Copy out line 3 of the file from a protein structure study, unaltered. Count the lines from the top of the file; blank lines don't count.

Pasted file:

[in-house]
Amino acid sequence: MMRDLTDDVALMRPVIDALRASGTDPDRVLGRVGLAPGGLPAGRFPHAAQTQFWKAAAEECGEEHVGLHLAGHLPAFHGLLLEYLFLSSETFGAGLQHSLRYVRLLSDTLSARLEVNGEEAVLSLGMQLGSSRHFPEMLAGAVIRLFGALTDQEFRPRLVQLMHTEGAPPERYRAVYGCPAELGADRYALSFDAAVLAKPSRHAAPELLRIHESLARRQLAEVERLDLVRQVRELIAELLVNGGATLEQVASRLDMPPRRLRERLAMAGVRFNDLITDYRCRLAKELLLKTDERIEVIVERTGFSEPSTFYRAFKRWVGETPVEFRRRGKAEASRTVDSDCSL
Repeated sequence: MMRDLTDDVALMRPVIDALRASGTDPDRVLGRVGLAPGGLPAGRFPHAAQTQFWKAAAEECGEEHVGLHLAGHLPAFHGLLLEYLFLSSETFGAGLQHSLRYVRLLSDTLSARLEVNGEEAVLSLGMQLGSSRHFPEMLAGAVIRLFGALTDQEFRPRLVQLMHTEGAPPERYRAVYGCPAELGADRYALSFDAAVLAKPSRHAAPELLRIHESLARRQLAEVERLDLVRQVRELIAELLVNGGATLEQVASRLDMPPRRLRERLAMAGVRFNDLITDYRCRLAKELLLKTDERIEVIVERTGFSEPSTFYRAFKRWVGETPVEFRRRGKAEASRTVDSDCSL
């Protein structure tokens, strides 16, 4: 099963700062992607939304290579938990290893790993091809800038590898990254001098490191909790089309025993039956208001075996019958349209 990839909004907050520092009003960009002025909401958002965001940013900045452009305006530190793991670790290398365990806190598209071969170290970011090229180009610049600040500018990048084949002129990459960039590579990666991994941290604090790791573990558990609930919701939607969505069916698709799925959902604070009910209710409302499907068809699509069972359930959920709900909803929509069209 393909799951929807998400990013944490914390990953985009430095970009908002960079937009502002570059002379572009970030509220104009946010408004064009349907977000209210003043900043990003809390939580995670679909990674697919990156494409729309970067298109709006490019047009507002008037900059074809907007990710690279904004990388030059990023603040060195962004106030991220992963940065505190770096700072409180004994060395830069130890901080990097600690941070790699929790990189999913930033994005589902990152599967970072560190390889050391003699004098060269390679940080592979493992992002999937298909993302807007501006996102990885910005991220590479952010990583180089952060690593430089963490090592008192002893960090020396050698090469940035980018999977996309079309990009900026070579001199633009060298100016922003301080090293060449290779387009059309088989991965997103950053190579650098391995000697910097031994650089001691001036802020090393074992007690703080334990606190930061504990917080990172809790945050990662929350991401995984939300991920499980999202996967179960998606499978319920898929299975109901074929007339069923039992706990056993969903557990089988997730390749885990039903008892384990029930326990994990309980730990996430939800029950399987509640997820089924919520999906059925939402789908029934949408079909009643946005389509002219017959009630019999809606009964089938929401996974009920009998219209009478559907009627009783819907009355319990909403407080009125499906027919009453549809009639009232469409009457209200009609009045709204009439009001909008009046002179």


Repeated sequence: MMRDLTDDVALMRPVIDALRASGTDPDRVLGRVGLAPGGLPAGRFPHAAQTQFWKAAAEECGEEHVGLHLAGHLPAFHGLLLEYLFLSSETFGAGLQHSLRYVRLLSDTLSARLEVNGEEAVLSLGMQLGSSRHFPEMLAGAVIRLFGALTDQEFRPRLVQLMHTEGAPPERYRAVYGCPAELGADRYALSFDAAVLAKPSRHAAPELLRIHESLARRQLAEVERLDLVRQVRELIAELLVNGGATLEQVASRLDMPPRRLRERLAMAGVRFNDLITDYRCRLAKELLLKTDERIEVIVERTGFSEPSTFYRAFKRWVGETPVEFRRRGKAEASRTVDSDCSL